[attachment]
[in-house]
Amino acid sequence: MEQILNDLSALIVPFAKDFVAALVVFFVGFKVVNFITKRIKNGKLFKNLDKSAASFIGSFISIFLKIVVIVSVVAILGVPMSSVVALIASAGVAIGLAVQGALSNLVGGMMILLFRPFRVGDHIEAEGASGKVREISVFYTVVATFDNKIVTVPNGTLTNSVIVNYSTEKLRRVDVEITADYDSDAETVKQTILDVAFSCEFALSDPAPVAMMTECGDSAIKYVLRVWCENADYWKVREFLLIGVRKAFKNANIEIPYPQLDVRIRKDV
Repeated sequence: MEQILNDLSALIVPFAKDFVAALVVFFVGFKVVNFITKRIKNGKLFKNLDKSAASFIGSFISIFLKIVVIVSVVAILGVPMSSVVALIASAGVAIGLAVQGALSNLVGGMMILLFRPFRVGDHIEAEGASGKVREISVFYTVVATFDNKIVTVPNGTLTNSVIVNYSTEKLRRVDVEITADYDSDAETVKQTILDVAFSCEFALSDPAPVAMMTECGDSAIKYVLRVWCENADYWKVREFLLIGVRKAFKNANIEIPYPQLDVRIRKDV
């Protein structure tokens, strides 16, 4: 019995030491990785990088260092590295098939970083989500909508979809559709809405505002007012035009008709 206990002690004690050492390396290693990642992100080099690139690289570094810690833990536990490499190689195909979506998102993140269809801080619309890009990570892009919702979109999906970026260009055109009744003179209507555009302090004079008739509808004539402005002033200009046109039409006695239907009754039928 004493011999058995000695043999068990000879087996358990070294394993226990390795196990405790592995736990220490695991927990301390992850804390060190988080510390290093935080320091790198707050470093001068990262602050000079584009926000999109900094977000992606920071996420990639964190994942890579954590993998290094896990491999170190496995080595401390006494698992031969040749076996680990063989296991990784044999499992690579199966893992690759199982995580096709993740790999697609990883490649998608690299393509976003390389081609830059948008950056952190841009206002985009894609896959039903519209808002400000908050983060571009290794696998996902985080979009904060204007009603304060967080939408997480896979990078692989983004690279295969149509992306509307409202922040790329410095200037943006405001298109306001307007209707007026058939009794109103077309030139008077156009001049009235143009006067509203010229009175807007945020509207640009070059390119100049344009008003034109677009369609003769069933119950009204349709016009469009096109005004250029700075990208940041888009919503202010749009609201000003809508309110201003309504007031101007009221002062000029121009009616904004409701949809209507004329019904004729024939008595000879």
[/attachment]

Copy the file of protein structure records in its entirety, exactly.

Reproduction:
[in-house]
Amino acid sequence: MEQILNDLSALIVPFAKDFVAALVVFFVGFKVVNFITKRIKNGKLFKNLDKSAASFIGSFISIFLKIVVIVSVVAILGVPMSSVVALIASAGVAIGLAVQGALSNLVGGMMILLFRPFRVGDHIEAEGASGKVREISVFYTVVATFDNKIVTVPNGTLTNSVIVNYSTEKLRRVDVEITADYDSDAETVKQTILDVAFSCEFALSDPAPVAMMTECGDSAIKYVLRVWCENADYWKVREFLLIGVRKAFKNANIEIPYPQLDVRIRKDV
Repeated sequence: MEQILNDLSALIVPFAKDFVAALVVFFVGFKVVNFITKRIKNGKLFKNLDKSAASFIGSFISIFLKIVVIVSVVAILGVPMSSVVALIASAGVAIGLAVQGALSNLVGGMMILLFRPFRVGDHIEAEGASGKVREISVFYTVVATFDNKIVTVPNGTLTNSVIVNYSTEKLRRVDVEITADYDSDAETVKQTILDVAFSCEFALSDPAPVAMMTECGDSAIKYVLRVWCENADYWKVREFLLIGVRKAFKNANIEIPYPQLDVRIRKDV
């Protein structure tokens, strides 16, 4: 019995030491990785990088260092590295098939970083989500909508979809559709809405505002007012035009008709 206990002690004690050492390396290693990642992100080099690139690289570094810690833990536990490499190689195909979506998102993140269809801080619309890009990570892009919702979109999906970026260009055109009744003179209507555009302090004079008739509808004539402005002033200009046109039409006695239907009754039928 004493011999058995000695043999068990000879087996358990070294394993226990390795196990405790592995736990220490695991927990301390992850804390060190988080510390290093935080320091790198707050470093001068990262602050000079584009926000999109900094977000992606920071996420990639964190994942890579954590993998290094896990491999170190496995080595401390006494698992031969040749076996680990063989296991990784044999499992690579199966893992690759199982995580096709993740790999697609990883490649998608690299393509976003390389081609830059948008950056952190841009206002985009894609896959039903519209808002400000908050983060571009290794696998996902985080979009904060204007009603304060967080939408997480896979990078692989983004690279295969149509992306509307409202922040790329410095200037943006405001298109306001307007209707007026058939009794109103077309030139008077156009001049009235143009006067509203010229009175807007945020509207640009070059390119100049344009008003034109677009369609003769069933119950009204349709016009469009096109005004250029700075990208940041888009919503202010749009609201000003809508309110201003309504007031101007009221002062000029121009009616904004409701949809209507004329019904004729024939008595000879």